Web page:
The Serial Console Server – An Absolutely Vital Tool for Remote Network Equipment Management

The task of managing remote network equipment can often be quite a challenge. When vital network devices are located at a remote, off-site installation, even relatively simple maintenance tasks such as accessing console port command functions or checking rack temperature and power conditions suddenly become much more difficult to achieve; especially when network communication with a remote site is interrupted. In cases like this, a serial console server can provide a valuable tool for managing remote network devices, allowing network administrators to access console ports on remote network elements and check environmental conditions and significant events at remote equipment racks, even when network communication is not available.

A serial console server often functions as the “heart” of an effective out of band management solution, by providing a single interface for out of band communication with remote network devices and a powerful assortment of monitoring and alarm functions that network administrators can use to keep track of conditions at far-off network equipment installations. Typically, a serial console server is installed at the remote site and connected to serial console ports on target devices. In some cases, the serial console server sets on a secondary, maintenance network, apart from your main user network. The purpose of this secondary network is twofold; it provides out of band access to remote devices when the main network is down, and it also allows administrators and IT support personnel to perform maintenance tasks, update firmware at remote devices and perform testing without adding to traffic on the main network.

If the main network crashes, administrators can then contact the serial console server via the secondary network in order to send diagnostic, troubleshooting and reconfiguration commands to console ports on remote network elements. When problems at a remote site bring down the main network, the serial console server on the secondary network allows administrators to quickly deal with the problems that brought the main network down, without the time and expense that would otherwise be required to send a service team out to the remote network site.

In addition to providing a alternative means for communication with remote network elements when your main network is down, a serial console server also helps administrators to closely track conditions at remote network sites. Ideally, the serial console server should support monitoring functions that allow administrators to keep an eye on temperature trends, power supply malfunctions, interruptions in communication with remote devices, invalid access attempts, ping command response and a range of other factors that could possibly indicate trouble at the remote site. If the serial console server also includes user-defined environmental/event alarms and a means to notify administrators when alarms are triggered, this enables the serial console server to immediately inform administrators when potentially critical conditions are detected.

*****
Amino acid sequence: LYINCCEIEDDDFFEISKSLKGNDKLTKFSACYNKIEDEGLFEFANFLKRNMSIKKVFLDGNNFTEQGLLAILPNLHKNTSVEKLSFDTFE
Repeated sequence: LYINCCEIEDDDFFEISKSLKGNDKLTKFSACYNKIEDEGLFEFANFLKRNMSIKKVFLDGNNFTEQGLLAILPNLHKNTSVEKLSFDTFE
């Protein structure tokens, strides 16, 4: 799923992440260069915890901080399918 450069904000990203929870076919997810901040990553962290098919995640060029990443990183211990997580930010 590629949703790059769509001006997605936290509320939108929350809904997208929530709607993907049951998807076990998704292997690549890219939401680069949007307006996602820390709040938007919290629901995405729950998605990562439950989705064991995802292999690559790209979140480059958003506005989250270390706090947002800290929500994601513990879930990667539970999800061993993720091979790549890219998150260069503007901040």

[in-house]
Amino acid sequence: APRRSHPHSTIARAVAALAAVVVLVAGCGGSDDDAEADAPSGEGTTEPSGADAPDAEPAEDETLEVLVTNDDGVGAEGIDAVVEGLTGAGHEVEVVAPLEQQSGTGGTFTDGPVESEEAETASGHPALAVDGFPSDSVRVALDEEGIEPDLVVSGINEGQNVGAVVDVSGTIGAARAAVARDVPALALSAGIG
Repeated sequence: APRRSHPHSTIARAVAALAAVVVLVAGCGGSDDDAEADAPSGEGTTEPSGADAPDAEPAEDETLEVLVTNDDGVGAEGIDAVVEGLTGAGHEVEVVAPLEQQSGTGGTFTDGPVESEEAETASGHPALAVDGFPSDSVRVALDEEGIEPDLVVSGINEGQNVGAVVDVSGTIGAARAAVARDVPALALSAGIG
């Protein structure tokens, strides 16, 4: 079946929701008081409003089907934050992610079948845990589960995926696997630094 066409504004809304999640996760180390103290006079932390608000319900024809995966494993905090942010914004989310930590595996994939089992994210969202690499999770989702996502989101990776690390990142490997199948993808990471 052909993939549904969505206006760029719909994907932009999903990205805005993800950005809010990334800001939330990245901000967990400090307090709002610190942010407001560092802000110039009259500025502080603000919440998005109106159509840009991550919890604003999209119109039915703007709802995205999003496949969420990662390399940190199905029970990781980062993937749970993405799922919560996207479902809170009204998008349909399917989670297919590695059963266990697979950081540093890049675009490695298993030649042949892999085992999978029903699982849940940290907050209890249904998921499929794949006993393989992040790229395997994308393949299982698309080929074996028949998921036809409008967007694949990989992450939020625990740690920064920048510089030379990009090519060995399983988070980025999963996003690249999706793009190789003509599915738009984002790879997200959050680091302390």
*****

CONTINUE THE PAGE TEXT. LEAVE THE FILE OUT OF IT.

It’s relatively easy to manage network devices that are located right down the hall from your office, but it’s a completely different game if those network elements are located miles away from the office, in an off-site data center or roof-top equipment locker. A serial console server essentially allows network administrators to reach out across the miles in order to invoke commands at console ports on remote devices, check device status and deal with small network problems before they turn into larger disasters. A serial console server combined with a well conceived out of band management solution saves both time and money by allowing your network support personnel to deal with remote problems efficiently, quickly and securely, without even leaving their desks.

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